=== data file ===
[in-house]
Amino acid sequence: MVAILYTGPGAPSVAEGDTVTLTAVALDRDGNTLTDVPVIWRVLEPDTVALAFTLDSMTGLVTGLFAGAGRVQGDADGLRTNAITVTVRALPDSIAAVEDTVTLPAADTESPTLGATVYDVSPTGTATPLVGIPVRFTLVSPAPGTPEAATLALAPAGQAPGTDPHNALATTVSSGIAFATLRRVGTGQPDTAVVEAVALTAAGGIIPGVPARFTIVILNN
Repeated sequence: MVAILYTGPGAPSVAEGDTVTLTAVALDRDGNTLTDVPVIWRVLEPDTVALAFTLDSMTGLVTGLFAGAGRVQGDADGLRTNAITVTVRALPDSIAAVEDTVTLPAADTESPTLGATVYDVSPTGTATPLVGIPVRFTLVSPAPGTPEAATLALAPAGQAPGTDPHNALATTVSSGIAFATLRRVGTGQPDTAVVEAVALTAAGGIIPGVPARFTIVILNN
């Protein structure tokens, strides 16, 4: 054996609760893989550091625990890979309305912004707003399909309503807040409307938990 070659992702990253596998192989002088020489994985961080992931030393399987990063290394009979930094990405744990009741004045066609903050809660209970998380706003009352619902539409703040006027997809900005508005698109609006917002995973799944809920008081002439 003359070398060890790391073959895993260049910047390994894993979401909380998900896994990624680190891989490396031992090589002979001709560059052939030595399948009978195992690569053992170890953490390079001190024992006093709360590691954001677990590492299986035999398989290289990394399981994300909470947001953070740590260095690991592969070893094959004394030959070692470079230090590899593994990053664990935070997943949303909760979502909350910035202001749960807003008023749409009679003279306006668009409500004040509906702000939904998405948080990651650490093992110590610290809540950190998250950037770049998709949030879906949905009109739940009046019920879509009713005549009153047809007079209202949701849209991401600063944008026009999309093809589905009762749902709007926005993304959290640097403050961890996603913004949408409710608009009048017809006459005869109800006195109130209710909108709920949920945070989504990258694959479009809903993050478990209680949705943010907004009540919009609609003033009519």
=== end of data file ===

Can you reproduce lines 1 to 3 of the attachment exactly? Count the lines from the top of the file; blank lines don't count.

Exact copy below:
[in-house]
Amino acid sequence: MVAILYTGPGAPSVAEGDTVTLTAVALDRDGNTLTDVPVIWRVLEPDTVALAFTLDSMTGLVTGLFAGAGRVQGDADGLRTNAITVTVRALPDSIAAVEDTVTLPAADTESPTLGATVYDVSPTGTATPLVGIPVRFTLVSPAPGTPEAATLALAPAGQAPGTDPHNALATTVSSGIAFATLRRVGTGQPDTAVVEAVALTAAGGIIPGVPARFTIVILNN
Repeated sequence: MVAILYTGPGAPSVAEGDTVTLTAVALDRDGNTLTDVPVIWRVLEPDTVALAFTLDSMTGLVTGLFAGAGRVQGDADGLRTNAITVTVRALPDSIAAVEDTVTLPAADTESPTLGATVYDVSPTGTATPLVGIPVRFTLVSPAPGTPEAATLALAPAGQAPGTDPHNALATTVSSGIAFATLRRVGTGQPDTAVVEAVALTAAGGIIPGVPARFTIVILNN